Two reports from different wirehouses caught my eye yesterday due to their amazing Yin and Yang nature.
First up, the always excellent Equity & Quant Strategist at BAML, Savita Subramanian (the Yin), issued a report titled Wall St. Proclaims the Death of Equities. The report discusses the firm’s proprietary sell-side indicator, which has reached near record levels of bearishness, which is of course bullish for stocks. So much so that its current level implies a 12-month S&P500 target of 1665. (It should be noted that the indicator’s focus is equity allocation: It “is based on the average recommended equity allocation of Wall Street strategists as of the last business day of each month. We have found that Wall Street’s consensus equity allocation has historically been a reliable contrary indicator.”) Although it’s about equity allocation, bear with me here.
Here’s a look at the chart. (Note that 1665 is not BAML’s official S&P target – it is the implied target based on this one indicator, not the firm’s official position.)
No sooner had I read that report when, lo and behold, I come across a piece of research from UBS’ estimable Chief Strategist Jonathan Golub (the Yang) who, as if on cue, sliced his S&P500 forecast by 100 down to 1375 and shaved $1.50 off his S&P earnings, down to $103.50. (I am, perhaps a bit unfairly, construing Mr. Golub’s call as effectively the equivalent of a reduction in equity allocation. As he’s cut his target by 6.7% and called for the remainder of the year to be flat, I don’t think that’s too much of a stretch.)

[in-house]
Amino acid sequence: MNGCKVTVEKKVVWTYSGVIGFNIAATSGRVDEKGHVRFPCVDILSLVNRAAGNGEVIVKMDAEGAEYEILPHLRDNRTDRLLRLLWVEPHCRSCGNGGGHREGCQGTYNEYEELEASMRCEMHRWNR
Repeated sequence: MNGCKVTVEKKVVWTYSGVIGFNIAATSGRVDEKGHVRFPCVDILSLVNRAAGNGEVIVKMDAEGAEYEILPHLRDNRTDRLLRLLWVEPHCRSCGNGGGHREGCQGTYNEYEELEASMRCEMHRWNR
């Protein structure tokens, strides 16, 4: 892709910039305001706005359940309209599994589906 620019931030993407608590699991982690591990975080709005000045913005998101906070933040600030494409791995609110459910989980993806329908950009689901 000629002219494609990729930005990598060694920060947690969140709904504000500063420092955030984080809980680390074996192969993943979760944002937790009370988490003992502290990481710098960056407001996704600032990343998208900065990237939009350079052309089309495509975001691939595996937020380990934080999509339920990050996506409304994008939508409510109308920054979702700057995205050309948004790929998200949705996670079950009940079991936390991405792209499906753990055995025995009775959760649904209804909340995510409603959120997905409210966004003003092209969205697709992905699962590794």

Said Mr. Golub:
We are lowering our S&P 500 year-end target to 1,375 from 1,475 on three main catalysts: (1) deterioration in incoming U.S. economic data; (2) the Supreme Court’s healthcare ruling, which we believe will contribute to greater partisanship ahead of year-end fiscal discussions; and (3) a more contentious tone among European policymakers, despite some success at the most recent Euro summit.
We are lowering our S&P 500 earnings estimates for 2012 to $103.50 from $105, and for 2013 to $110 from $113. Our lowered estimates reflect moderate U.S. GDP, weaker non-U.S. growth, additional dollar strength, and a more difficult operating environment for Financials.
And an interesting chart from Mr. Golub:
As the exhibit below highlights, the vast majority of market’s rebound was achieved in the early days of the recovery as a result of earnings strength and a re-rating of multiples from depressed levels. By contrast, the market’s 12% rise over the past two years has been characterized by flatter returns with greater volatility.
If there’s been a better example of research Yin and Yang, I can’t remember what it was. Fascinating stuff from two great strategists.
Finally, I’ll note that I’m starting to see a real divergence of opinion opening up on where markets are headed, this being the most recent – and obviously glaring – example. It will be interesting to watch it all play out.